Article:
Song Da Corporation, HUD, IDICO, and the Vietnam Cement Industry Corporation (Vicem) are the last four critical enterprises of MoC to not have undergone equitization. Ten of MoC’s 14 such enterprises had done so by the end of 2014.
According to MoC the four have experienced difficulties during their equitization process. Song Da and Vicem’s planned to conduct their IPO in the first quarter of this year but were delayed by the transfer of the loss-making Ha Long Cement Company.
Song Da was reportedly trying to sell its entire holding of 26.1 million shares in the Vietnam Italy Steel Company (VIS), equal to 53.04 per cent of the total. It was unable to divest the shares during July as planned due to market volatilities.
According to the report, nine MoC corporations divested a total of VND193.4 billion ($8.8 million) worth of investments for VND233.5 billion ($10.6 million), equal to 120 per cent.
Shareholder meetings approved the equitization plans of the Construction Corporation No.1 (CC1), the Building Materials Corporation No.1 (FICO), the Construction Machinery Corporation (COMA), and the Vietnam National Construction Consultants Corporation (VNCC).
Production value of MoC enterprises reached VND76.1 trillion ($3.4 billion) in the first half, reaching 47.2 per cent of the target.
Value was down against the first half of 2015 due to divestments from subsidiaries of some of the parents companies. Construction value stood at VND28.5 trillion ($1.3 billion), equal to 46.6 per cent of the target and representing 89.6 per cent of result in the same period last year.
Total output significantly declined compared to the same period last year, as old contracts come to an end and new contracts are either being identified or still in the middle of negotiations.
The value of building materials reached VND31.6 trillion ($1.4 billion), equal to 48.5 per cent of the target and 109.2 per cent of the result in the first half of 2015. Consulting value stood at VND1 trillion ($44.8 million), or 46.9 per cent of the target and 164.2 per cent of the first half last year. Other production value was VND14.9 trillion ($668 million), or 45.9 per cent of the plan and equal to 100.5 per cent of last year.
Some enterprises recorded higher growth in their production activities year-on-year while others saw lower than expected growth and a decline year-on-year, including Song Da, HUD, the Song Hong Corporation, and the Vietnam Water Supply Sewerage and Environment Construction Investment Corporation (Viwaseen).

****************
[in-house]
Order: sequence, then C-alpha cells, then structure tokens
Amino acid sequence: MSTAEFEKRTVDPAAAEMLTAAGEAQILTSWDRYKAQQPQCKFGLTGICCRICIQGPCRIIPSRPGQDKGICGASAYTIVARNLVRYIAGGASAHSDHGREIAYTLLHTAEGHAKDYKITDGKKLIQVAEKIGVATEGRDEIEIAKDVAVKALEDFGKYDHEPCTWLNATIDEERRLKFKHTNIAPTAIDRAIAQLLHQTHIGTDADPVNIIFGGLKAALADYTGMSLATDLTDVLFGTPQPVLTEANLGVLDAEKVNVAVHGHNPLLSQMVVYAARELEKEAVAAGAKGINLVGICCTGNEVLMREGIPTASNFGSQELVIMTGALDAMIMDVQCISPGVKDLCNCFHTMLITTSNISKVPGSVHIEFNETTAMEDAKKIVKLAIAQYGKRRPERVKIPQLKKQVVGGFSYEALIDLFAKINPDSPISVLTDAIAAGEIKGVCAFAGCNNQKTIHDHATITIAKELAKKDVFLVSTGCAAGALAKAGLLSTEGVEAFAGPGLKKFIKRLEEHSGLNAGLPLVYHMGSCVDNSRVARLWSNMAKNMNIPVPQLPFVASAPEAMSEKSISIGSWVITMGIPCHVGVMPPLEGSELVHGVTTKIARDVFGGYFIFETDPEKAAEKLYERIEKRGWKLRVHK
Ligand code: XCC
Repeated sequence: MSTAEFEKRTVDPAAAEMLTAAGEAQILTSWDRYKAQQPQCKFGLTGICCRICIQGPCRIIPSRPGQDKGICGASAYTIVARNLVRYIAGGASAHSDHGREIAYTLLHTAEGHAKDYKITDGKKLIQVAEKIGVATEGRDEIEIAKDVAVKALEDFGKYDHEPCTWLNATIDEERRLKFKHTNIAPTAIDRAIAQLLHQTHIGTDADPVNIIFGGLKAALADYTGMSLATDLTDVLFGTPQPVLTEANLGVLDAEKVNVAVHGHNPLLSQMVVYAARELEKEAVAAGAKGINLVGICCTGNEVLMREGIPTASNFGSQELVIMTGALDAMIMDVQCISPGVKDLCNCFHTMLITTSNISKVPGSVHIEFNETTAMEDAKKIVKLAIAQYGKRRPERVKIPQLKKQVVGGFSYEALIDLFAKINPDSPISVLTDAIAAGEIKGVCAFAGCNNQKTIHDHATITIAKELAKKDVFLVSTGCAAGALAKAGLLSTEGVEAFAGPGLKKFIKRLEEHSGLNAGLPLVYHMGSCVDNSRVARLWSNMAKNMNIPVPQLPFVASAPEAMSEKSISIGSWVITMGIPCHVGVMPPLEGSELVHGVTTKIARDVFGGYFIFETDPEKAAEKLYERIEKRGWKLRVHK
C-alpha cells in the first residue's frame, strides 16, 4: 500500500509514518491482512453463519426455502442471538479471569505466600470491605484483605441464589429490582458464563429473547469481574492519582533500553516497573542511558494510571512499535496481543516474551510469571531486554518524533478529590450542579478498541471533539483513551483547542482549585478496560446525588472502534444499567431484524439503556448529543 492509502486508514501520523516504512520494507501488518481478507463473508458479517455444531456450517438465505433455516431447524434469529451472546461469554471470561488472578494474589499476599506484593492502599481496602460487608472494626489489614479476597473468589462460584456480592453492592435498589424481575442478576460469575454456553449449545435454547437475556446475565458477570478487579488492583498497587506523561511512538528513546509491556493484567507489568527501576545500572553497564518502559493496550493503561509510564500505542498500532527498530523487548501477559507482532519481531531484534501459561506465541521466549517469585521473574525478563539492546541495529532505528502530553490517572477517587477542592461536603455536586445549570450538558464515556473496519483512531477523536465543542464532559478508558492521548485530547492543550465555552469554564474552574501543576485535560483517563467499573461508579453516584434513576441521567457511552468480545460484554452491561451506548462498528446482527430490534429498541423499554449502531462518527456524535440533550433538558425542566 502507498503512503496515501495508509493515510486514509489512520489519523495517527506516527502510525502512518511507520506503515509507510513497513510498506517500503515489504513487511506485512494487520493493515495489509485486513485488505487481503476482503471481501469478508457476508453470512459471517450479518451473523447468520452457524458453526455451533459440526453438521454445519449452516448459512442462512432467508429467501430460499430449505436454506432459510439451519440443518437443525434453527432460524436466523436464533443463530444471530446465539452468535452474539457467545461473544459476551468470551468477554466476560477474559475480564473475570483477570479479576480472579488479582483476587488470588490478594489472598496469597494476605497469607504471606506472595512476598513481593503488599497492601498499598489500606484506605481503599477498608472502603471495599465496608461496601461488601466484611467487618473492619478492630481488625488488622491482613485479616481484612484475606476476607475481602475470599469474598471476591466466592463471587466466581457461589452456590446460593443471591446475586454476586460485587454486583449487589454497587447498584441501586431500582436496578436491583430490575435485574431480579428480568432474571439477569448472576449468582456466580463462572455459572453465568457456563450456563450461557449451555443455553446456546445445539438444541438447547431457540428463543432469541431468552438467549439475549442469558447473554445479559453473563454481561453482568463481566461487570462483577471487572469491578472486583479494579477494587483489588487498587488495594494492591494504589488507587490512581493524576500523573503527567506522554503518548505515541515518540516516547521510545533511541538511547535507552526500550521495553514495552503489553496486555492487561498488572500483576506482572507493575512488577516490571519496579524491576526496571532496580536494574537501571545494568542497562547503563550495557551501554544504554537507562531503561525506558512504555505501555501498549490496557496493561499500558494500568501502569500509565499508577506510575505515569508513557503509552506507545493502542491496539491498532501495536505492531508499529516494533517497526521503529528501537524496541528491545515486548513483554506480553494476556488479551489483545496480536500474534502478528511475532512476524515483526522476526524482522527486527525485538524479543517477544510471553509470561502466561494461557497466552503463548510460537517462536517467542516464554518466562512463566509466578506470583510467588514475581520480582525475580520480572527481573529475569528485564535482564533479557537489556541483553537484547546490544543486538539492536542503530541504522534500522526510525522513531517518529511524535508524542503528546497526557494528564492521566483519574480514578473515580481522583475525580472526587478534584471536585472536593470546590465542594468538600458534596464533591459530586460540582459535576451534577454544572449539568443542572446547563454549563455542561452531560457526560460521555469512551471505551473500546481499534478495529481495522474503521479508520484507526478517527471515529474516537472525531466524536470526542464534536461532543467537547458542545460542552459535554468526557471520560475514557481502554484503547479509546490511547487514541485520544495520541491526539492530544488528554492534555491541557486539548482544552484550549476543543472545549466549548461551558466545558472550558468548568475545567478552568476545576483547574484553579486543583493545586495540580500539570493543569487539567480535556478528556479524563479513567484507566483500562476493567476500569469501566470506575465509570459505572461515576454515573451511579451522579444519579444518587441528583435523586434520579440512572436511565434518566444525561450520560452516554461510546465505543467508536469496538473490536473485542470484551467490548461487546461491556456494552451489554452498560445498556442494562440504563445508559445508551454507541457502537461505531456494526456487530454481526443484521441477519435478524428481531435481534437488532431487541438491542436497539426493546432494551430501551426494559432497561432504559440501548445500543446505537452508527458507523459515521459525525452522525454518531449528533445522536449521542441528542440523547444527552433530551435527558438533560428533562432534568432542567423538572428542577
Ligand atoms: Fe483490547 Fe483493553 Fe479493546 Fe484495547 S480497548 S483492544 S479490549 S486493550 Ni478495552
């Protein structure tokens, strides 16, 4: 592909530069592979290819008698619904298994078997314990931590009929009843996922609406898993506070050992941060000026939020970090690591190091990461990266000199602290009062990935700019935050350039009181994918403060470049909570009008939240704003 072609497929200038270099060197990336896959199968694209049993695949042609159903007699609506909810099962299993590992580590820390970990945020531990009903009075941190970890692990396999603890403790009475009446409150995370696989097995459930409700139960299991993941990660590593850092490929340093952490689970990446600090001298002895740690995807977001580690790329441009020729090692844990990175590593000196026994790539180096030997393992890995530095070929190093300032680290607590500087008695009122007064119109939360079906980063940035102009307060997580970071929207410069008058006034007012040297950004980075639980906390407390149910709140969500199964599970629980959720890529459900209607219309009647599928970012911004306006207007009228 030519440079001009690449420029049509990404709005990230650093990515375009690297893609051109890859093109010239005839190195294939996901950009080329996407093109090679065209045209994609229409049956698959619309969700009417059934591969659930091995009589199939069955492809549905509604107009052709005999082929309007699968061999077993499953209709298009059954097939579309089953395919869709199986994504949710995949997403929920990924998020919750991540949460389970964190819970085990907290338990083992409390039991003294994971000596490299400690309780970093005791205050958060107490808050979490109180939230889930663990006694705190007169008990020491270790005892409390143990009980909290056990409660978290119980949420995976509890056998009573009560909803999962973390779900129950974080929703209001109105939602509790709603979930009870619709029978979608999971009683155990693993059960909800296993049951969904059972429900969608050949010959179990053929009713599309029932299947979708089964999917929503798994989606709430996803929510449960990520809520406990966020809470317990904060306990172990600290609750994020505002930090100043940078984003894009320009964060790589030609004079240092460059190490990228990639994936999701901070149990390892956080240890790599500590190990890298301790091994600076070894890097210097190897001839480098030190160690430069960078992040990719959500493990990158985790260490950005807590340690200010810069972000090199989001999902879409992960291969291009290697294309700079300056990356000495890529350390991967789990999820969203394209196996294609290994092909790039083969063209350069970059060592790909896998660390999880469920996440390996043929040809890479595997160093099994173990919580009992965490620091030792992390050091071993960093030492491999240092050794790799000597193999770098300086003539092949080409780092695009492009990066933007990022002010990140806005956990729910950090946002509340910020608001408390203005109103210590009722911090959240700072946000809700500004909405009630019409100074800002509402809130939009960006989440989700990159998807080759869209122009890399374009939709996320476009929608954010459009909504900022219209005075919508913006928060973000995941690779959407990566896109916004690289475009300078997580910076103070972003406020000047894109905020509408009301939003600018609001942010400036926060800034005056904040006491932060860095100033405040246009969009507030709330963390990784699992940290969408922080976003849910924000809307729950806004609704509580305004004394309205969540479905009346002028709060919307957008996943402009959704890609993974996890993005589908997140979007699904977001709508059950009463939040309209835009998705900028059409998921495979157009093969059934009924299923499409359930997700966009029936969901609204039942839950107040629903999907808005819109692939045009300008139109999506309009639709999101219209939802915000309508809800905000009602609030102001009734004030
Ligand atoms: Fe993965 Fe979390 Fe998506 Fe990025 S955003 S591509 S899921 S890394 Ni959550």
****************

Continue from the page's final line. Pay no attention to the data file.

The real estate market saw steady growth in the first half due to increases in outstanding credit and a decline in inventory.
There was also a steady increase in the number of transactions. House prices were stable compared to 2015 and inventory mainly consisted of land plots from undeveloped projects.
As at the end of May the government’s $1.5 billion housing credit support package had disbursed a total of $1.1 billion. Total outstanding credit in the real estate sector as at the end of April stood at VND415.4 trillion ($18.6 billion), up 5.76 per cent compared to the end of 2015.
Masan Group revenue up 84% in 1H
The Masan Group earned revenue of more than $855 million in the first half of this year, an 84 per cent increase year-on-year, of which revenue from animal feed accounted for 60 per cent of total revenue.
Net profit stood at over VND1 trillion ($45 million), three-fold higher than the VND364 billion ($16.3 million) recorded in the first half of last year.
Company leaders predict annual revenue will come in at 25 per cent higher than the target set earlier in the year.
One factor pushing up Masan’s profits was growth in animal feed from its subsidiary Masan Nutri-Science (MNS), which brought in VND11 trillion ($495 million), up 14 per cent year-on-year.
While the animal feed sector grew strongly, fast-moving consumer goods (FMCG) saw lower growth in the first six half, especially in sauces, with revenue from instant noodles declining. Total revenue from FMCG stood at over VND6.3 trillion ($283.5 million), up 7.9 per cent year-on-year, with growth in sauces at just 4 per cent while instant noodle sales shrunk 11 per cent.
Techcombank, in which Masan owns 34.4 per cent, also announced its business results for the first half. Pre-tax profit reached over VND1.5 trillion ($67.5 million), up 53.8 per cent year-on-year. Its bad debt ratio remained at 1.87 per cent and its capital adequacy ratio (CAR) was 14.3 per cent as at June 30, much higher than the State’s requirement of 9 per cent.
Masan’s mining concern, Masan Resources (MSR), recorded revenue of over VND1.7 trillion ($76.5 million), up 45.3 per cent year-on-year despite low commodity prices. Net profit was VND70 billion ($3.15 million).
The Nui Phao mine project in northern Thai Nguyen province has an important role to play for the group and MSR is to continue improving its production efficiency and reduce costs.
The Ministry of Natural Resources and Environment (MoNRE) recently announced it will conduct an inspection at Nui Phao in August, after claims of environmental pollution were made.
The ministry also asked the Nui Phao Mining Company, the project owner and a subsidiary of MSR, to evaluate the impact of the project on the environment and the lives of local people. Based on the company’s report, the ministry and local authorities will decide whether it is necessary to relocate nearby villages. It also asked for plans for an automatic observation system for wastewater, under Decree No. 38/2015 from the government.
In response, MSR announced it is ready to welcome the inspection team and the media to the Nui Phao project.